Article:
Of course our first solution was to rent a stroller. A quick hop over to the internet to look at stroller rental prices revealed that we'd be paying $126.00 for the use of Disney's strollers. That was a good deal of our merchandise budget having to be redirected towards something boring. Plus I wasn't too thrilled about having to deal with getting in line to get a stroller each day. For $126 you can buy a pretty nice stroller.

That got us to thinking back to a 2005 visit to WDW where we had to stop at a K-Mart near Universal Studios and buy a new stroller because in a rush to pack the car an hour before we left home I broke the stroller trying to shove to much stuff into the trunk. There's plenty of places in the Disney area to buy a stroller - cheap. There's Wal-Marts, K-Marts and other kinds of Marts all over I-4, 192, and International Drive. The K-Mart near Universal had a lovely selection of strollers. At the time, we only needed a single and found a real nice one for around $50. We liked it better than the Graco one we got as a Baby Shower gift and we still use it, while the Graco still sits, broken, in the garage. So, buying a stroller in Florida is always an option.

However, to solve our dilemma we opted to get a storage unit for the top of our van. You know, one of those "turtle shell" things. We figured, even if we only use it for Disney World once, we could still use it for trips to the beach and other family outings. In the end, buying the storage unit and having the guys at Sears put in on the van for us cost us $124.00. So we saved two dollars, and we still have the unit if we need it for future trips. Which is good because a week with a double stroller would now set us back $217.00.

O.K....so, my point?! There's options to shelling out big bucks to lug around some Mickey Mouse stroller for a week. Think about adding storage space to your vehicle. Explore the possibility of getting a smaller stroller than your normal one. You only need to use it for a few days. An umbrella stroller (even a double) can fold up pretty tight.

If you're in Orlando without a car, it might even be worth it to call a cab and have them take you to a near-by shopping establishment of your choice to grab a low-price set of wheels.

There can be many advantages to having your own stroller while touring Walt Disney World. If you think outside the box you might be able to save yourself a few dollars in the process.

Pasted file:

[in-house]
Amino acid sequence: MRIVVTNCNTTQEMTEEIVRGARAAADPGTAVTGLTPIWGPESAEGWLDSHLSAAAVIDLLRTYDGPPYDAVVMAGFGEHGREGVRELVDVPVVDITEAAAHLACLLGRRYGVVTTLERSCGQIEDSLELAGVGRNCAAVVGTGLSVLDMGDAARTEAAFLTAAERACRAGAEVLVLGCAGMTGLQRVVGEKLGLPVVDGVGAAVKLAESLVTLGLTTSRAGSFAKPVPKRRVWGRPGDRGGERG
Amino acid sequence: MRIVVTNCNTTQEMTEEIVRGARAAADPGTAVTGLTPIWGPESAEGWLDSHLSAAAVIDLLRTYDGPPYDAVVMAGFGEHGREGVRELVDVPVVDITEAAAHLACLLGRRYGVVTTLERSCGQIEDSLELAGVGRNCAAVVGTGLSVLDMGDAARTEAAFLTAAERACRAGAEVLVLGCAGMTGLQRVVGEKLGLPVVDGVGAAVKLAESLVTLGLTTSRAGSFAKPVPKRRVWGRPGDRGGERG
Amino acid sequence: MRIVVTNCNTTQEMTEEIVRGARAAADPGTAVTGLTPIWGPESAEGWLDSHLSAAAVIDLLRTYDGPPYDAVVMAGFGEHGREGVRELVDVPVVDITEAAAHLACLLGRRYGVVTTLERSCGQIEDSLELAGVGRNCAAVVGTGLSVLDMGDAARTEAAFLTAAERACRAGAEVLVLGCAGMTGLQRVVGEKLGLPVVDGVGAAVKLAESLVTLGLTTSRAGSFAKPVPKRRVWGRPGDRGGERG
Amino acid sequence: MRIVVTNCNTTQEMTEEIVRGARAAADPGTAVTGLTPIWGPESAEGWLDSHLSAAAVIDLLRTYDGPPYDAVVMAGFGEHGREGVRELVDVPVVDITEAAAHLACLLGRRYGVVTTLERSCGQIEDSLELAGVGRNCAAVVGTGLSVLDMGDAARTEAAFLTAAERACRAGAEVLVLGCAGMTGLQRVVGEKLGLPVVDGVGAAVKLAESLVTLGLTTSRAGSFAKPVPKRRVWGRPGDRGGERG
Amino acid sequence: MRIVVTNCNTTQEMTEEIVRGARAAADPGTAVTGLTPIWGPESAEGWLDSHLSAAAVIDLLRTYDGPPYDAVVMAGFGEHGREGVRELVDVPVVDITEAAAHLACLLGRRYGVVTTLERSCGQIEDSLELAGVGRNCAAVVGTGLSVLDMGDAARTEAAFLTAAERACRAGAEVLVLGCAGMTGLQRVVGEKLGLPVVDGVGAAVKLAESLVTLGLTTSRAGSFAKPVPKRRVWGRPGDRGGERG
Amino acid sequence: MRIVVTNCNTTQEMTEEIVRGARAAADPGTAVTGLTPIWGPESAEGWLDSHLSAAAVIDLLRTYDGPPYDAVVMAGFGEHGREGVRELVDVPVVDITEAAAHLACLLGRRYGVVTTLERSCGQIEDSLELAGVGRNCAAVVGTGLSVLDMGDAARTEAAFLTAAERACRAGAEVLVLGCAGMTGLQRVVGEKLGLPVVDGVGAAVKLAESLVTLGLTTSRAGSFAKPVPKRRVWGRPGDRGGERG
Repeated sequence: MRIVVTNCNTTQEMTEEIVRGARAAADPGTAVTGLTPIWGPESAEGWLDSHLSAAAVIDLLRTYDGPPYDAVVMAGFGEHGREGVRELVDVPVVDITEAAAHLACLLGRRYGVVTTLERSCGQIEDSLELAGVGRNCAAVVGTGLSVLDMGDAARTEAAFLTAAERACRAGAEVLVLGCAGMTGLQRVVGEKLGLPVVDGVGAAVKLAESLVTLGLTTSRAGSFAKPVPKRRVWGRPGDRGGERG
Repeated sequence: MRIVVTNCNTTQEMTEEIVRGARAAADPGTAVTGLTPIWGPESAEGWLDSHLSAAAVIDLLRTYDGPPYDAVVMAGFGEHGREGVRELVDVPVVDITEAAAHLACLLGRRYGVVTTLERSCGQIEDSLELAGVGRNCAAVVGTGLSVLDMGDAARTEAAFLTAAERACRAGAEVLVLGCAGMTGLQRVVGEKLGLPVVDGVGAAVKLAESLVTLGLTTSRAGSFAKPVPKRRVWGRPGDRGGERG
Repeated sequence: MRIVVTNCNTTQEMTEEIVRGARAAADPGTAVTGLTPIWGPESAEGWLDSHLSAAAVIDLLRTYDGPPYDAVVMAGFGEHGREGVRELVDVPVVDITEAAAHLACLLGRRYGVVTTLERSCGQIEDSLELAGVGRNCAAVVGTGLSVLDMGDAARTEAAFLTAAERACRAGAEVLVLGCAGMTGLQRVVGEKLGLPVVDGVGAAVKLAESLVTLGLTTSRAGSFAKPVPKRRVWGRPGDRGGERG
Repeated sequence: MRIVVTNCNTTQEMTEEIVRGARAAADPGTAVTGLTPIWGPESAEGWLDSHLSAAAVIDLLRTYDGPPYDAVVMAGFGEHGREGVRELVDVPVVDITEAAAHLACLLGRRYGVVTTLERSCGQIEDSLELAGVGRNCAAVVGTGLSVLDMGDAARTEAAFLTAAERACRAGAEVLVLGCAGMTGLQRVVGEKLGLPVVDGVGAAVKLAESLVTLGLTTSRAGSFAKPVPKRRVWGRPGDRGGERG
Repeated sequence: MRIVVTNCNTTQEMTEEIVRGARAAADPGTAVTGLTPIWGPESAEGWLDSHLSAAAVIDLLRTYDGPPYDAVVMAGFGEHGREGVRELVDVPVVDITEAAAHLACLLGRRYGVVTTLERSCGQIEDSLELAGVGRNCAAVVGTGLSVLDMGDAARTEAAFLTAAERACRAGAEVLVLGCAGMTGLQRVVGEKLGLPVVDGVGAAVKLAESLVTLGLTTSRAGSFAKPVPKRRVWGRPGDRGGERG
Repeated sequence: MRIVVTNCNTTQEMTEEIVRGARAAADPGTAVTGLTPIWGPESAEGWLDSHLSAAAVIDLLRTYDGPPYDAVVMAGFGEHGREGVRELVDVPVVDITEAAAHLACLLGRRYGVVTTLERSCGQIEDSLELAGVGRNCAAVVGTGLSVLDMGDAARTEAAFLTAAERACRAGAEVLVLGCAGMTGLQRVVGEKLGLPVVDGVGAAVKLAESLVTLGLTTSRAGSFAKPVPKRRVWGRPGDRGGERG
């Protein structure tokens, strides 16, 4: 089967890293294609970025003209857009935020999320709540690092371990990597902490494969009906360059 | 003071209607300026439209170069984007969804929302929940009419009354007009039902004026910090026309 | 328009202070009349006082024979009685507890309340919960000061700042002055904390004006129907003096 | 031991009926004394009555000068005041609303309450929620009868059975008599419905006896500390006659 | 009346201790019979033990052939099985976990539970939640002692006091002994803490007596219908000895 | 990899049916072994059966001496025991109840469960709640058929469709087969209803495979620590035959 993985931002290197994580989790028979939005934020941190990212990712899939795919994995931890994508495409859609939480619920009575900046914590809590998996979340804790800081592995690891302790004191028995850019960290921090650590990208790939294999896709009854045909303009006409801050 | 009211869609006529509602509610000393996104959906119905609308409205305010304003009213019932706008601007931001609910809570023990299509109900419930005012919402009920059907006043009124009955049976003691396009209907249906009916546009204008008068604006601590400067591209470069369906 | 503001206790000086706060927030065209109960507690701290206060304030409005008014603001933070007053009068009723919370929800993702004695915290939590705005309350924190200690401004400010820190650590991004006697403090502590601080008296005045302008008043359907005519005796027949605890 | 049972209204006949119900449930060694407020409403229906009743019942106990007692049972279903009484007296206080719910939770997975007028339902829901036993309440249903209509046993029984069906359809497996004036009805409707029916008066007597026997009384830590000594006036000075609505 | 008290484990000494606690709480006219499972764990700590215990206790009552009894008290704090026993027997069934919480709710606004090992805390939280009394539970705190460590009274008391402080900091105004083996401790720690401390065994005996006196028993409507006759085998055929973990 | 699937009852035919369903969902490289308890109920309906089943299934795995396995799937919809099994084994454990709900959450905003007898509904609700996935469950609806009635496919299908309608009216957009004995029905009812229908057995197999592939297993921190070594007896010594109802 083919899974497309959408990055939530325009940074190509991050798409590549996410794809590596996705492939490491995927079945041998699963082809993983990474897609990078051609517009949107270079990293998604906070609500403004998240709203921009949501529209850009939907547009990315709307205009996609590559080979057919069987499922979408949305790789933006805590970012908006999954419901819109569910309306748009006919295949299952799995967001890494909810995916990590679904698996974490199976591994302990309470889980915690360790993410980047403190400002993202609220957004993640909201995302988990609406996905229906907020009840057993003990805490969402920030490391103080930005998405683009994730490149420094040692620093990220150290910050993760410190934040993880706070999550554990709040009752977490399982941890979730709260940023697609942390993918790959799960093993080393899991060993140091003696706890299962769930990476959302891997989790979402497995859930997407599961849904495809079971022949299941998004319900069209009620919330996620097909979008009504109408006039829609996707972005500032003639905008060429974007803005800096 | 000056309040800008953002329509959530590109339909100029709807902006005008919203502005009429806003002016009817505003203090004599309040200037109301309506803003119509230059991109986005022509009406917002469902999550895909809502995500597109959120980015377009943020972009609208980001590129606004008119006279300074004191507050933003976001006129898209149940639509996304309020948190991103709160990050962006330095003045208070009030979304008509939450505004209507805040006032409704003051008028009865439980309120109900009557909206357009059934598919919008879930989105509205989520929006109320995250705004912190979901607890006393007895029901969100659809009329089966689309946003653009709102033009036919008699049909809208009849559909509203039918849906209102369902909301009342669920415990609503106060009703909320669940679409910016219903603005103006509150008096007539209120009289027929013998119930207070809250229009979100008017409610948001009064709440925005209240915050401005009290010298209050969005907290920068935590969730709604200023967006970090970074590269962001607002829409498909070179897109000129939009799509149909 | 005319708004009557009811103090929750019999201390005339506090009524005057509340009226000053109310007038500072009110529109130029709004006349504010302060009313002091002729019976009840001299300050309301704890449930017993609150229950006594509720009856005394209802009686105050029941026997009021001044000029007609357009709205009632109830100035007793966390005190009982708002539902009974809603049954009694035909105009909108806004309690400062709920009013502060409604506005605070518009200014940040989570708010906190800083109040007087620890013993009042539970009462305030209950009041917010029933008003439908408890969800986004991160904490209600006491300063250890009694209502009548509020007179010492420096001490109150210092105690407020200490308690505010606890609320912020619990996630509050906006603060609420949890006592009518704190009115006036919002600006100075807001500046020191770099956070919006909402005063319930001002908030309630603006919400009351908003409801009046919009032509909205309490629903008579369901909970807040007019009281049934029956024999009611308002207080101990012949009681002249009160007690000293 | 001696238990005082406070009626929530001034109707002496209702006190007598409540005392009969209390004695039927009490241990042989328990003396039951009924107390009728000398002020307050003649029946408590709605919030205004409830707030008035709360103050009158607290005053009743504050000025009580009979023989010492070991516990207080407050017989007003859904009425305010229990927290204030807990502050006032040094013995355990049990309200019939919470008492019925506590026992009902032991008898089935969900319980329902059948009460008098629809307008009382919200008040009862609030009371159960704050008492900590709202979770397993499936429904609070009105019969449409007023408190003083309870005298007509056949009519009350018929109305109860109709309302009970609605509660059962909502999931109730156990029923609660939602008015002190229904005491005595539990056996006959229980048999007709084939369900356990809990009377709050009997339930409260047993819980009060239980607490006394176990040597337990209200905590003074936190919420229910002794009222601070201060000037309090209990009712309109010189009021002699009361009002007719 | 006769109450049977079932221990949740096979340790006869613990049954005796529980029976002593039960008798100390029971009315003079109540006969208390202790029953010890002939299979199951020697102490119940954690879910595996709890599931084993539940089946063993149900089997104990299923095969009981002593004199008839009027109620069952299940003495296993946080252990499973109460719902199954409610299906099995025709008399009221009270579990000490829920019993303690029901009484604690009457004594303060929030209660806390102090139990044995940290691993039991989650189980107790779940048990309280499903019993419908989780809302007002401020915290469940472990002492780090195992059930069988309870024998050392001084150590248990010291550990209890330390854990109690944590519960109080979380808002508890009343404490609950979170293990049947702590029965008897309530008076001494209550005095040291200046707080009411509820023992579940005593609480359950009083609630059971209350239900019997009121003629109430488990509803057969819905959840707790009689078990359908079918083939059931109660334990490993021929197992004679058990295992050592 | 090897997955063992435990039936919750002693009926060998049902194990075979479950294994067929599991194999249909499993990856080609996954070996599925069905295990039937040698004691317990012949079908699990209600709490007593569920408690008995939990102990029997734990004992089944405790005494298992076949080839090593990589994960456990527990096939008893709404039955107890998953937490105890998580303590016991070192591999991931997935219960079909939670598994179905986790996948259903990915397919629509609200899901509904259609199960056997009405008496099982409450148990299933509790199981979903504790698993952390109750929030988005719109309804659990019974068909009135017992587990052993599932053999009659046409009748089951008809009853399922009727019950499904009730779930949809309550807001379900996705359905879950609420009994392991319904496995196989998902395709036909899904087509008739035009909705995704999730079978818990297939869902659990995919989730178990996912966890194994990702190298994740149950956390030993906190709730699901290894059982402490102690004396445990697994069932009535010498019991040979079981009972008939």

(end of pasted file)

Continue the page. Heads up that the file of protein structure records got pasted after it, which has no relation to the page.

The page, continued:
Wednesday, April 9, 2008

Preview of 10 Upcoming Disney Films

Here's a quick link to a brief (but to the point) article at Yahoo Movies about 10 films on the horizon from Walt Disney Pictures. Oddly enough, the one I'm most excited to hear about is a reissue!

Adventureland & Frontierland - 1972

Here's another round of unspectacular, but fun, photographs from Walt Disney World's Magic Kingdom in their first summer of operation.

I thought the interesting aspect of this picture is how minimal the Jungle Cruise boat is. Just from this point of view it seems very plain and certainly not as "themed out" as it is today.

As with many of these old photos, the most striking thing in this photo from the Jungle Cruise is the lack of foliage around the set pieces.

Interesting vantage point, I would assume taken from the Swiss Family Robinson Tree House.

Is this whole get-up still there...or did we take that land too!?

First of all, when is the last time you saw a character in a gift shop? Second, notice the store doesn't seem to be stocked with just pins, snow globes, photo albums and plush.

Monday, April 7, 2008

A Doggone Memory

Every visit to Walt Disney World is full of magical moments that leave you with magical memories for years to come.
One that comes to mind for me is the time good ol' Pluto used my son's head as a chew toy.

Friday, April 4, 2008

Mickey Is Happy

Here's another one of those great used book store finds! MICKEY IS HAPPY (1992, Disney Press) is a very simple book made up of only five sentences. Each sentence tells how one of the Fab Five is feeling, and each feeling is accompanied by a fabulous illustration by Richard Buerrstein. The pictures are bold, colorful and full of expression! My kids love this book and even though it's only 12 pages long we spend quite a bit of time with this book when we read it. Each of the kids shows off their happy, sad or scared face with the turn of every page.
I could easily scan the whole book, but I'll just share with you a few of the wonderful graphics that make this book special in our home:

There's two other books in this series; In-Out A Disney Book of Opposites and One Mickey Mouse A Disney Book of Numbers.

Wednesday, April 2, 2008

Simple Disney Board Games

Back in the day all ya needed to do was simply slap pictures of Mickey and his pals on a tried and true game and you had yourself hours of fun. I grew up learning how to play checkers with Disney Checkers. Each piece had a different Disney character on it. I spent hours playing that game with my family. Such a simple little joyful childhood memory!

This early 80's comic book ad plugs three very simple Disney games: Mickey Mouse Tic-Tac-Toe, Goofy Game, and Disney Checkers. Each one of these probably only a few bucks when they were brand new and you can still find them reasonably cheap on E-bay, although Goofy Game seems to be the most rare of the trio.

Tuesday, April 1, 2008

Il Libro della Giungla

Today's little offering is some unusual depictions of characters from The Jungle Book by Italian Disney comic artist Giovan Battista Carpi and Claudio Mazzoli. These appeared in an English translation of an Italian Disney Encyclopedia series back in the early 70's. First up is King Louie dressed for either a night out on the town or an audition for a local dinner theatre production of Willy Wonka and the Chocolate Factory. Down below we have a cool picture of Chip n' Dale grabbing a ride on Bageria's back. This picture isn't all that crazy, but I always love when characters from different films interact. (How cool would a cartoon of Chip n' Dale annoying Bageria be?!)

And last we have this picture...I'm not sure what the scenario is supposed to be here. It appears Donald Duck is dressed as a Canadian Mountie and raking Baloo's back. I'm sure Baloo appreciates a good back raking, but I don't thing this would make as good a cartoon as Bageria and Chip n' Dale.